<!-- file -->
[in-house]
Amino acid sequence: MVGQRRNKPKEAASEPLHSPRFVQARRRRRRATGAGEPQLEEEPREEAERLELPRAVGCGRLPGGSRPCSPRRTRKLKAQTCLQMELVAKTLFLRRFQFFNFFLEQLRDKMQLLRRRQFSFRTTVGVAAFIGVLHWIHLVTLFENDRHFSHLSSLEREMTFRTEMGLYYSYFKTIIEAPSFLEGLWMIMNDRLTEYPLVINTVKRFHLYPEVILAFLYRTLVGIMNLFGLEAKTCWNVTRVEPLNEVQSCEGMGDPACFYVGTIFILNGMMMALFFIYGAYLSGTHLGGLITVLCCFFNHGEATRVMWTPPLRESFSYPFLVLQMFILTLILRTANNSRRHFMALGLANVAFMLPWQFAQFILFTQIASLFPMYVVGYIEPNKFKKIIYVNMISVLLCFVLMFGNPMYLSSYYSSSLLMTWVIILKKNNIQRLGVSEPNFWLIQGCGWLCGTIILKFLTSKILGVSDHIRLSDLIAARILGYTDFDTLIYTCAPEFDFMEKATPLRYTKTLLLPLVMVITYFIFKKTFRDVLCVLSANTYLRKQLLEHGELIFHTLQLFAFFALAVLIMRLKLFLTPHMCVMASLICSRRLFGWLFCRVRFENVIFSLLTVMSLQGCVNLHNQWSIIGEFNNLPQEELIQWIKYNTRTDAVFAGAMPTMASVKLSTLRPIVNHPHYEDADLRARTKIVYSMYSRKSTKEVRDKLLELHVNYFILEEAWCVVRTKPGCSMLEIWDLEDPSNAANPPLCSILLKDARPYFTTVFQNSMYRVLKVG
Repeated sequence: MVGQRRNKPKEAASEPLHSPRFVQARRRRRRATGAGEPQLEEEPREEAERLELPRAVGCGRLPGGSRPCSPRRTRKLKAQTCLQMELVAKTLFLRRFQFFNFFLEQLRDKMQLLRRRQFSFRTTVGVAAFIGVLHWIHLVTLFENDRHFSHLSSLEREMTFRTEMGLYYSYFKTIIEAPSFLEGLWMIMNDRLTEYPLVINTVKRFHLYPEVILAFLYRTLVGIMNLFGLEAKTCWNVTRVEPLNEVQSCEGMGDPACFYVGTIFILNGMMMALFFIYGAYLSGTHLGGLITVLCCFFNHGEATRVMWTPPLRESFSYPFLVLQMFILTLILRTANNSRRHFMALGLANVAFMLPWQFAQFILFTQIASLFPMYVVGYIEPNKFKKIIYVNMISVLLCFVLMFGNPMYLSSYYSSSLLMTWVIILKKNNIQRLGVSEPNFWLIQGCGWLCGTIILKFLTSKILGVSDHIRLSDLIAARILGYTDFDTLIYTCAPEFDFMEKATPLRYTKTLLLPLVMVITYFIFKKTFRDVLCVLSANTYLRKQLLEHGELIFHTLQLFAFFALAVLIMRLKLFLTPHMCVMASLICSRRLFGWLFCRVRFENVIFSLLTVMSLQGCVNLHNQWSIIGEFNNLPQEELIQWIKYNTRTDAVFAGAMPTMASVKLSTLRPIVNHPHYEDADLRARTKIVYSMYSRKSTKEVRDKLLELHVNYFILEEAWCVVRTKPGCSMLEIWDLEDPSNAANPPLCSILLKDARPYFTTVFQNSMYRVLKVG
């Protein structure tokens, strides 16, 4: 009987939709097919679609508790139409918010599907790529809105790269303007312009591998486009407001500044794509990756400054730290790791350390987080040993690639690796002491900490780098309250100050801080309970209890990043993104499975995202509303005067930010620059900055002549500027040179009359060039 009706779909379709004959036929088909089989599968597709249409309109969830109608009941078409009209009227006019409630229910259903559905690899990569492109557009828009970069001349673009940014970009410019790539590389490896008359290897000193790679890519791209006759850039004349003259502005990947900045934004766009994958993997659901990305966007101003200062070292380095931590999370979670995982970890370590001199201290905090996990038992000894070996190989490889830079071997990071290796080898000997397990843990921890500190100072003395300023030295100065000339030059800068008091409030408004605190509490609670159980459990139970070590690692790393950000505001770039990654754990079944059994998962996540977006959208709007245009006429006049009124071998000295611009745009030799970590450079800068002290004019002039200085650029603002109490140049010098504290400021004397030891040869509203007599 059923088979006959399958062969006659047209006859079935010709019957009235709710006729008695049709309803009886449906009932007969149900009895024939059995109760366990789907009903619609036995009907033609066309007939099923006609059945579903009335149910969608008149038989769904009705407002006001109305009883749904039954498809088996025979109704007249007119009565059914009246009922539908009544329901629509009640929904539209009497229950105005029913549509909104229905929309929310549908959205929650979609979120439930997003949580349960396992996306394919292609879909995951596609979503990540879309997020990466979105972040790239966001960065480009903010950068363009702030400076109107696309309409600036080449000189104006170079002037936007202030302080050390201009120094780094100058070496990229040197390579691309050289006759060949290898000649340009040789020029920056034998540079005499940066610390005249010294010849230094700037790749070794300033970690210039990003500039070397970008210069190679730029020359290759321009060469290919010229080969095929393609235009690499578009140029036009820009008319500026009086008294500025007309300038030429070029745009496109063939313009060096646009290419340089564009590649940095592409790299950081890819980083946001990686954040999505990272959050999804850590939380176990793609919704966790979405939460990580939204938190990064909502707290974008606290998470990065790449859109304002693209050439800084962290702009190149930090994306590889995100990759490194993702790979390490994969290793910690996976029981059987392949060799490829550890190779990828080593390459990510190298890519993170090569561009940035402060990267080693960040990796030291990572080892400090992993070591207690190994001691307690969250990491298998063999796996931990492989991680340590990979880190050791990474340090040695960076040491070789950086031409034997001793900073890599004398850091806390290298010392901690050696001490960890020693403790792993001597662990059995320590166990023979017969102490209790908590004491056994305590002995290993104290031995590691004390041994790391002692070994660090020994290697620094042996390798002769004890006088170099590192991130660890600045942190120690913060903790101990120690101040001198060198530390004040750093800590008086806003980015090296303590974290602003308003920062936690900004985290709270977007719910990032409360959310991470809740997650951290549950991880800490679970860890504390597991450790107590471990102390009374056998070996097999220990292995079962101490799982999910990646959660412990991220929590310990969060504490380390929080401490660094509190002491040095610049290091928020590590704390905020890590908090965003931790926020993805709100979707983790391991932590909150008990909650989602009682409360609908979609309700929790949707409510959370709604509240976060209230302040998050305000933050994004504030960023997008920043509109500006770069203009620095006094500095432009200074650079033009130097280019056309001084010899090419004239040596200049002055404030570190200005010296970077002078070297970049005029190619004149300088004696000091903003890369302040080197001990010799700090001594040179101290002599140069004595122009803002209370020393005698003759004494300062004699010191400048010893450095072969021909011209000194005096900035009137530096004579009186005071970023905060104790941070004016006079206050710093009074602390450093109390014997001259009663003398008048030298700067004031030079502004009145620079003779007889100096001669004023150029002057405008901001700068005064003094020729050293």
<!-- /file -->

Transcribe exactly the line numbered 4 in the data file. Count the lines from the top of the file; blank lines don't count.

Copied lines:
């Protein structure tokens, strides 16, 4: 009987939709097919679609508790139409918010599907790529809105790269303007312009591998486009407001500044794509990756400054730290790791350390987080040993690639690796002491900490780098309250100050801080309970209890990043993104499975995202509303005067930010620059900055002549500027040179009359060039 009706779909379709004959036929088909089989599968597709249409309109969830109608009941078409009209009227006019409630229910259903559905690899990569492109557009828009970069001349673009940014970009410019790539590389490896008359290897000193790679890519791209006759850039004349003259502005990947900045934004766009994958993997659901990305966007101003200062070292380095931590999370979670995982970890370590001199201290905090996990038992000894070996190989490889830079071997990071290796080898000997397990843990921890500190100072003395300023030295100065000339030059800068008091409030408004605190509490609670159980459990139970070590690692790393950000505001770039990654754990079944059994998962996540977006959208709007245009006429006049009124071998000295611009745009030799970590450079800068002290004019002039200085650029603002109490140049010098504290400021004397030891040869509203007599 059923088979006959399958062969006659047209006859079935010709019957009235709710006729008695049709309803009886449906009932007969149900009895024939059995109760366990789907009903619609036995009907033609066309007939099923006609059945579903009335149910969608008149038989769904009705407002006001109305009883749904039954498809088996025979109704007249007119009565059914009246009922539908009544329901629509009640929904539209009497229950105005029913549509909104229905929309929310549908959205929650979609979120439930997003949580349960396992996306394919292609879909995951596609979503990540879309997020990466979105972040790239966001960065480009903010950068363009702030400076109107696309309409600036080449000189104006170079002037936007202030302080050390201009120094780094100058070496990229040197390579691309050289006759060949290898000649340009040789020029920056034998540079005499940066610390005249010294010849230094700037790749070794300033970690210039990003500039070397970008210069190679730029020359290759321009060469290919010229080969095929393609235009690499578009140029036009820009008319500026009086008294500025007309300038030429070029745009496109063939313009060096646009290419340089564009590649940095592409790299950081890819980083946001990686954040999505990272959050999804850590939380176990793609919704966790979405939460990580939204938190990064909502707290974008606290998470990065790449859109304002693209050439800084962290702009190149930090994306590889995100990759490194993702790979390490994969290793910690996976029981059987392949060799490829550890190779990828080593390459990510190298890519993170090569561009940035402060990267080693960040990796030291990572080892400090992993070591207690190994001691307690969250990491298998063999796996931990492989991680340590990979880190050791990474340090040695960076040491070789950086031409034997001793900073890599004398850091806390290298010392901690050696001490960890020693403790792993001597662990059995320590166990023979017969102490209790908590004491056994305590002995290993104290031995590691004390041994790391002692070994660090020994290697620094042996390798002769004890006088170099590192991130660890600045942190120690913060903790101990120690101040001198060198530390004040750093800590008086806003980015090296303590974290602003308003920062936690900004985290709270977007719910990032409360959310991470809740997650951290549950991880800490679970860890504390597991450790107590471990102390009374056998070996097999220990292995079962101490799982999910990646959660412990991220929590310990969060504490380390929080401490660094509190002491040095610049290091928020590590704390905020890590908090965003931790926020993805709100979707983790391991932590909150008990909650989602009682409360609908979609309700929790949707409510959370709604509240976060209230302040998050305000933050994004504030960023997008920043509109500006770069203009620095006094500095432009200074650079033009130097280019056309001084010899090419004239040596200049002055404030570190200005010296970077002078070297970049005029190619004149300088004696000091903003890369302040080197001990010799700090001594040179101290002599140069004595122009803002209370020393005698003759004494300062004699010191400048010893450095072969021909011209000194005096900035009137530096004579009186005071970023905060104790941070004016006079206050710093009074602390450093109390014997001259009663003398008048030298700067004031030079502004009145620079003779007889100096001669004023150029002057405008901001700068005064003094020729050293």